On a recent debate about marital infidelity on CNN a fellow panelist was adamant that Tiger Wood’s unfaithfulness was both predictable and unpreventable. ‘As a famous guy you meet a lot of beautiful women. You feel attracted to them, they feel attracted to you, and you end up in bed. It’s not more complicated than that and there’s no way to stop it.’ Men cheat. Get used to it. Case closed.
Such shallow drivel has been the level of discourse ever since the story broke that Woods may have had enough mistresses to staff a female softball team. Firstly, if there is no way to guarantee male faithfulness, why are we all scandalized by Tiger’s behavior? And second, a whole parade of powerful men – Eliot Spitzer, John Ensign, Mark Sanford, John Edwards – are destroying themselves and their families with acts of infidelity. And we can’t come with any cause other powerful men have a sense of entitlement?
What impedes any deep understanding of infidelity is the public’s natural assumption that husbands have affairs for sex. In fact, the vast majority of husband’s affairs have no physical component. They are cyber affairs that take place over the internet. They are conducted over the phone and are never consummated. And even when they do get physical it is often very bad and unsatisfying sex, as Monica Lewinsky shared in the Starr Report and as a multitude of JFK’s mistresses alleged as well.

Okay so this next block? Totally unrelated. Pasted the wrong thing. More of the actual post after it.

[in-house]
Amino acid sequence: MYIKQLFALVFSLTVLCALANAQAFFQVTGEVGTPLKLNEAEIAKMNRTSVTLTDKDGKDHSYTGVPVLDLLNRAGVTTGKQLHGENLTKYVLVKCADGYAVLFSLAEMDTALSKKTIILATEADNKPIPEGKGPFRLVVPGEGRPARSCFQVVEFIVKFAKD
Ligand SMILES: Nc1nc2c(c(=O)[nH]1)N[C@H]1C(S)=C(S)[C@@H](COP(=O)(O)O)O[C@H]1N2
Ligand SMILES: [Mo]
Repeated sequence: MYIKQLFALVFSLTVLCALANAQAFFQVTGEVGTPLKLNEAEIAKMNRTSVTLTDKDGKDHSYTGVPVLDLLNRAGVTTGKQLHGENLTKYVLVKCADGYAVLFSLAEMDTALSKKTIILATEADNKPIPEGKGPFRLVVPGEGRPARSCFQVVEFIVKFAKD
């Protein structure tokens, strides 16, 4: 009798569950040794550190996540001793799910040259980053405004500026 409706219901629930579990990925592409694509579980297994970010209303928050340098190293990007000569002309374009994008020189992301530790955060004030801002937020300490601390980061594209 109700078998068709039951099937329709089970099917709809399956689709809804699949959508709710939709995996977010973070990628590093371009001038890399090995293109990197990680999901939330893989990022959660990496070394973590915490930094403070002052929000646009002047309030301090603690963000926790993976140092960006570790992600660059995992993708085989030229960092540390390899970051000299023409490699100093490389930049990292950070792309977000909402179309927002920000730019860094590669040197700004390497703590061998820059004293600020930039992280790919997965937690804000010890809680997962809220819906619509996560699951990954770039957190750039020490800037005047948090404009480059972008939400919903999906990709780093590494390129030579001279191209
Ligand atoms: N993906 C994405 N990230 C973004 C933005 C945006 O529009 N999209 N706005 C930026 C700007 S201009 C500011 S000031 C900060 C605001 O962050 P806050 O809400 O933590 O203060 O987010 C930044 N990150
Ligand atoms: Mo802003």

In truth, men have affairs not for physical reasons but for emotional ones. They cheat not out of a sense of confidence but out of a state of brokenness. Not out of a sense of how desirable they are but out of a sense of what failures they are. And this is especially true of men like Tiger Woods and Bill Clinton who live in a hyper-competitive environments where they realize that they are only special to the extent that they keep on winning. Men like these are particularly broken, living as they do just one failure away from obscurity. They know that their value as human beings rests entirely in other people’s hands. And they live in permanent and painful insecurity. They constantly question their self-worth and they turn to women both to feel desirable and sexy and to comfort them from their pain.
Yes, I know. Men like Tiger Woods appear to the public as cool-as-a-cucumber. But beneath the calm veneer is a man who has been trained to believe that his value as a human being rests entirely on a never-ending game of human one-upmanship.